Rail regulator seeks to tighten grip on Railtrack with tougher contracts

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The Independent Online

Railtrack's ability to get away with train delays and cancellations will be strictly limited under tough new proposals issued yesterday by the Rail Regulator, Tom Winsor.

Railtrack's ability to get away with train delays and cancellations will be strictly limited under tough new proposals issued yesterday by the Rail Regulator, Tom Winsor.

Mr Winsor is proposing much tighter contracts which would ensure the infrastructure company delivered what it promised or suffered substantial financial penalties.

While the new mandatory agreements would cover the obligations of both Railtrack and train operating companies, it is thought that in the past operators have been at a disadvantage in their dealings with the powerful group which owns the infrastructure.

Under the plan the present "weak, vague and unsatisfactory" agreements over track access charges would be replaced with statements in which duties were stated clearly along with the penalties for failing to meet them.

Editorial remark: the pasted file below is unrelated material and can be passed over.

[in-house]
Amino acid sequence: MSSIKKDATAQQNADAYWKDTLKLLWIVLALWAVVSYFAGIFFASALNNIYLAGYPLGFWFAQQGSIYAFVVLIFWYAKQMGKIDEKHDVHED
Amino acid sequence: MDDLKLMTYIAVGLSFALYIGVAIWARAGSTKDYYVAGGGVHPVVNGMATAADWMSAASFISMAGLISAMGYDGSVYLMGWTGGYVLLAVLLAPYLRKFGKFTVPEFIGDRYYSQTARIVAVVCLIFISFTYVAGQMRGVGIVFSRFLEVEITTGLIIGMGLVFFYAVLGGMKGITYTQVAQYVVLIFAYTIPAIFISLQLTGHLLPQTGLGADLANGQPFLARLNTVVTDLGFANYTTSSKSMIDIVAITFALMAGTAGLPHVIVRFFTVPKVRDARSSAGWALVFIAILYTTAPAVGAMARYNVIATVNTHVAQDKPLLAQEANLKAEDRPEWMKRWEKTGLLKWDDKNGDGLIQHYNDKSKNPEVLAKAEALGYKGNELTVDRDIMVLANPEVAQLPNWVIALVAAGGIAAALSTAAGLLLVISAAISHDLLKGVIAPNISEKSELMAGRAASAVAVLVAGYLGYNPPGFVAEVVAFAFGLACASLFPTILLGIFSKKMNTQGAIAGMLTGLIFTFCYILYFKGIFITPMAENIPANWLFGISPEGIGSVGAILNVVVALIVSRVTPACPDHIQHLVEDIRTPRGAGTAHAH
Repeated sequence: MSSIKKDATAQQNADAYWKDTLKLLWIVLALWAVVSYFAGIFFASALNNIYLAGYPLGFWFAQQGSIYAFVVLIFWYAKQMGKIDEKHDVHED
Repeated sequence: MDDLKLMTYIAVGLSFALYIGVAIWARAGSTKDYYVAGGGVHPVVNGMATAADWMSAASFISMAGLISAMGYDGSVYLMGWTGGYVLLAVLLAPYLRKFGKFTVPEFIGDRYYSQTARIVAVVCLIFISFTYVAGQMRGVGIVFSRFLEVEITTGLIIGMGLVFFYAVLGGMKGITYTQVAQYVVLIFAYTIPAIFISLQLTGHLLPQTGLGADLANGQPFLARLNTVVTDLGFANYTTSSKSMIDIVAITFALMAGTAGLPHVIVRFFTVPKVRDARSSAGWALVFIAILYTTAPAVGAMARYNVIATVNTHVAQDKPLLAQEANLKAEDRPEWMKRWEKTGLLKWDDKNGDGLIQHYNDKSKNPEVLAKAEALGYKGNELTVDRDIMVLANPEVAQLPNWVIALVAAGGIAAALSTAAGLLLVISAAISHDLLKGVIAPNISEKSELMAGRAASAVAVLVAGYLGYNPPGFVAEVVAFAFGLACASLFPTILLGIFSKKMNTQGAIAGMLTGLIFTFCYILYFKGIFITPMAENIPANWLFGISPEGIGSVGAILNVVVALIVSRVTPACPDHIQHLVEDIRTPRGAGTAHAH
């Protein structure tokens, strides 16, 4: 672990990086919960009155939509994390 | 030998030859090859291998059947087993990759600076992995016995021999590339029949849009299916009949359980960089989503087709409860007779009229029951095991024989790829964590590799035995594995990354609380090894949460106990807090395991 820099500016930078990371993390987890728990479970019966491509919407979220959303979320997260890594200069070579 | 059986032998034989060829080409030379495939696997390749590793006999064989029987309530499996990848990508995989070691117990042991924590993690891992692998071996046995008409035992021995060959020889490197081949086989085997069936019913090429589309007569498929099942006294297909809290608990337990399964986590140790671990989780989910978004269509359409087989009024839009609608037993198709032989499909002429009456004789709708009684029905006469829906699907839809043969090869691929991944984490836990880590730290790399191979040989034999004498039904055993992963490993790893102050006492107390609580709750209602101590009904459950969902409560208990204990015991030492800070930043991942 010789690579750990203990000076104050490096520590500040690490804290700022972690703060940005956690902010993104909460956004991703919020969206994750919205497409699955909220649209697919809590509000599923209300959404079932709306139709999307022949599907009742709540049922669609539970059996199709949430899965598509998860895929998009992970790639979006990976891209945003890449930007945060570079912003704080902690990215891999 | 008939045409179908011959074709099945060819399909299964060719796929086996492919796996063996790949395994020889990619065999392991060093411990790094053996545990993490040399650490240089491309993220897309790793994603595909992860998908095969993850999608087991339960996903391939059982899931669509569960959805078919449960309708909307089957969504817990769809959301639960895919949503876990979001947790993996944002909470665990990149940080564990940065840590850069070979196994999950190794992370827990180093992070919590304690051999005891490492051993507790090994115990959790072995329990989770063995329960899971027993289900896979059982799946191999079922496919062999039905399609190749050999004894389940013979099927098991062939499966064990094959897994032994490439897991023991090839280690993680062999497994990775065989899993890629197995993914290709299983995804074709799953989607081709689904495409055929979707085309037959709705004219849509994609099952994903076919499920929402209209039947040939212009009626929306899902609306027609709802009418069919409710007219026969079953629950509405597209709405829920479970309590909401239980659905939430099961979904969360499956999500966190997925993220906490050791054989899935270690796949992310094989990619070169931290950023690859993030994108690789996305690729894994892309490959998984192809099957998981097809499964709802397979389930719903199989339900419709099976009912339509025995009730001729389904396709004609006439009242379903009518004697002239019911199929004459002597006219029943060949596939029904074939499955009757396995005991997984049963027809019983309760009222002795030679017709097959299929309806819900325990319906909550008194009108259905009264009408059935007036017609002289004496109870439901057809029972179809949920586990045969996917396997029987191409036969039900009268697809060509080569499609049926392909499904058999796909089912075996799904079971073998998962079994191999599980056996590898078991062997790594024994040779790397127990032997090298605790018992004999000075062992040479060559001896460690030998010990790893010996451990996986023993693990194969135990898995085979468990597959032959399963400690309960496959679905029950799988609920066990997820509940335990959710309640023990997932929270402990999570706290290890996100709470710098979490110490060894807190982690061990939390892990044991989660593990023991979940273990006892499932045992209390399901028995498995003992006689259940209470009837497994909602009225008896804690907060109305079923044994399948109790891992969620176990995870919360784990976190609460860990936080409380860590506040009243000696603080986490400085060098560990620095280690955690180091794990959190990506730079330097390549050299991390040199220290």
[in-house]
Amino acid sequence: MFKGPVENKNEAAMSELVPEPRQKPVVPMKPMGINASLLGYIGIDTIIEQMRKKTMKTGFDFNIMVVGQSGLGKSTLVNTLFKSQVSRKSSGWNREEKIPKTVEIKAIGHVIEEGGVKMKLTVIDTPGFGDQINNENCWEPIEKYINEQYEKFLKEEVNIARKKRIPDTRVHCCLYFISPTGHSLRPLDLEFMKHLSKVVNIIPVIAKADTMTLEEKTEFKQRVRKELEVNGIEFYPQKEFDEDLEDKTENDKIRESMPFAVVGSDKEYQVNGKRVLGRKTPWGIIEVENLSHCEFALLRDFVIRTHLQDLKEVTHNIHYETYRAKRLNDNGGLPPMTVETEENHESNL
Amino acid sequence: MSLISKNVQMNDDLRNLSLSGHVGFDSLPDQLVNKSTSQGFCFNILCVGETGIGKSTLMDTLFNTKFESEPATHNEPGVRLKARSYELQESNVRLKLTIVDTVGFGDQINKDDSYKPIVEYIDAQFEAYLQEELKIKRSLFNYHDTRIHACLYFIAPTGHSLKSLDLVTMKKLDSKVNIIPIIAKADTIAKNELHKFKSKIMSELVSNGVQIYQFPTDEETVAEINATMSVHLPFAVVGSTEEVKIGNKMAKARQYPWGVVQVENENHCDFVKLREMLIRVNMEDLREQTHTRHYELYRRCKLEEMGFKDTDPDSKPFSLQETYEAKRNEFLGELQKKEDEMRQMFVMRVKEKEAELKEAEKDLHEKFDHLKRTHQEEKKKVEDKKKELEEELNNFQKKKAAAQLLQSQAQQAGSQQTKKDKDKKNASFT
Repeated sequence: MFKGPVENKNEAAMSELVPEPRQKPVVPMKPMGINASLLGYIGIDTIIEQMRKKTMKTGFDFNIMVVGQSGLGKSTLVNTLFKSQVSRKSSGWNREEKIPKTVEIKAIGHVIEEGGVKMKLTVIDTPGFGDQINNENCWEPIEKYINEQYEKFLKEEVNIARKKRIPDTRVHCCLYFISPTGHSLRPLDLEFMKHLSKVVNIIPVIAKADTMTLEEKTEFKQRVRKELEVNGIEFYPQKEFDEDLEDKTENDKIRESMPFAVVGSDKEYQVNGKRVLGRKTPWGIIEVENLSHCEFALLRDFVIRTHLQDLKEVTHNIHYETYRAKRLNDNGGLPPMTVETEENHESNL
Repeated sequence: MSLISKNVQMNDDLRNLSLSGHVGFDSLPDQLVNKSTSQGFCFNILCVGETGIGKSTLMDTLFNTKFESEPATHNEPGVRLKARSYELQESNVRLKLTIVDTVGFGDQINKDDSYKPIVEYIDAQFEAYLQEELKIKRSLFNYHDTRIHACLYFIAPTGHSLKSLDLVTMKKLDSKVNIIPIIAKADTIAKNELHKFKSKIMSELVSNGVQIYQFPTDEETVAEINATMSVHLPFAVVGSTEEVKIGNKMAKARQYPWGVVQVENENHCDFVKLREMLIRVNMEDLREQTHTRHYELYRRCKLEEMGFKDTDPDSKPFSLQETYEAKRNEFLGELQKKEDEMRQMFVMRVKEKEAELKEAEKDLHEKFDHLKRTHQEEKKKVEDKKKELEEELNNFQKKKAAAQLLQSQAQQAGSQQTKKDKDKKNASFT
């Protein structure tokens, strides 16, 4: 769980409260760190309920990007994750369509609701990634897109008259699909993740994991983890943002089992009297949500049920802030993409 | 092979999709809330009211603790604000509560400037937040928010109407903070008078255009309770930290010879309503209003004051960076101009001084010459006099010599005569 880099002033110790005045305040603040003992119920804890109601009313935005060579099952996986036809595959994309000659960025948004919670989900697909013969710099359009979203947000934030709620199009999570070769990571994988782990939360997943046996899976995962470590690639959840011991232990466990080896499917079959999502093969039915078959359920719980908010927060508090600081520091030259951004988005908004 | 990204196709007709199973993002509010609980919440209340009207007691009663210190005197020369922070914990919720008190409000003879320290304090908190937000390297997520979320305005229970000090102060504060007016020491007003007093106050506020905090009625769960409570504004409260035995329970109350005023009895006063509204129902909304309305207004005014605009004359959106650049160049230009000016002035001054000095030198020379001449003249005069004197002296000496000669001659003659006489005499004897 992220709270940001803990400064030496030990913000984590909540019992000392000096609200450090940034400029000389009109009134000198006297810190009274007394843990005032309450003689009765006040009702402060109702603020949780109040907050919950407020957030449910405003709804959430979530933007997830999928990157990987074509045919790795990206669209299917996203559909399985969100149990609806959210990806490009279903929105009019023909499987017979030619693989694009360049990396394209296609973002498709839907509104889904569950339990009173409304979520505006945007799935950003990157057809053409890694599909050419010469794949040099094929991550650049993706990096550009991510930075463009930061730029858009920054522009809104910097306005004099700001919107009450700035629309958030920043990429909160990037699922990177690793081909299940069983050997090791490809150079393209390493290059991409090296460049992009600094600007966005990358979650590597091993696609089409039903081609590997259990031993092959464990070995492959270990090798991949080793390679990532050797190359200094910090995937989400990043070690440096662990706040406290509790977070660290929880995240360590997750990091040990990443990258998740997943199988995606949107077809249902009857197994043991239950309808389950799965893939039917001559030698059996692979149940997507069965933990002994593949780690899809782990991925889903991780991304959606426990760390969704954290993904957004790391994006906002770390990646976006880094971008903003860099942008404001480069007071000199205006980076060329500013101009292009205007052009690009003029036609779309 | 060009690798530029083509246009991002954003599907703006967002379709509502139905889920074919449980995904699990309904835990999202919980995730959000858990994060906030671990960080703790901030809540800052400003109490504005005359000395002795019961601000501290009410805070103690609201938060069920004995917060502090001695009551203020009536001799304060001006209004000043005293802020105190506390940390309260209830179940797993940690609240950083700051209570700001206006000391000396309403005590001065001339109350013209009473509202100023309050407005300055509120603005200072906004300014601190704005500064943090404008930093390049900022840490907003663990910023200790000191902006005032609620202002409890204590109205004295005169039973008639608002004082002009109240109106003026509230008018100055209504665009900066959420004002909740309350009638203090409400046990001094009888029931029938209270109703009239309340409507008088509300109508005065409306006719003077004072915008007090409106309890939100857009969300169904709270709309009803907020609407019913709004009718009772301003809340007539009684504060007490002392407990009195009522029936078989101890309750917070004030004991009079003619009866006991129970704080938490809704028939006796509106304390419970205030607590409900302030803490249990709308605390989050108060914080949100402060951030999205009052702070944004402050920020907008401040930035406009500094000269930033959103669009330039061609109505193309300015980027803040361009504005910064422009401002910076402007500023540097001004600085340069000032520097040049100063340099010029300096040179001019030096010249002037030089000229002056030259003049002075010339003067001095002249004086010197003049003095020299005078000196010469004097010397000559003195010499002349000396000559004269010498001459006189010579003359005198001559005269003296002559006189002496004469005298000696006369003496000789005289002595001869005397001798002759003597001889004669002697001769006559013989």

It is understood that the regulator is trying to put an end to situations in which trains are delayed because maintenance and modernisation projects are causing far more disruption than originally thought. The new model contracts borrow heavily from the experience of Virgin Trains, which tied Railtrack to a tough deal over the upgrade of the West Coast Mainline.

It is also an attempt to ensure that Railtrack delivers to operating companies the number of "train paths" it pledged to provide. The contracts would end the uncertainty over liability when, for example, defective railway lines damage trains.

A new system of trading access rights would also be introduced in order to meet the changing needs of customers and train operators.

Mr Winsor said the proposed new contracts would be used when major network enhancements were put in place and when train operators' franchises were replaced.

It was an attempt to end the "culture of disagreement and division" which existed in the industry, he said.

A spokesman for Railtrack said: "We welcome the clarity the new contracts will bring, but we are concerned that it could make the industry even more litigious. However, we will study the proposals and give the regulator our responses."

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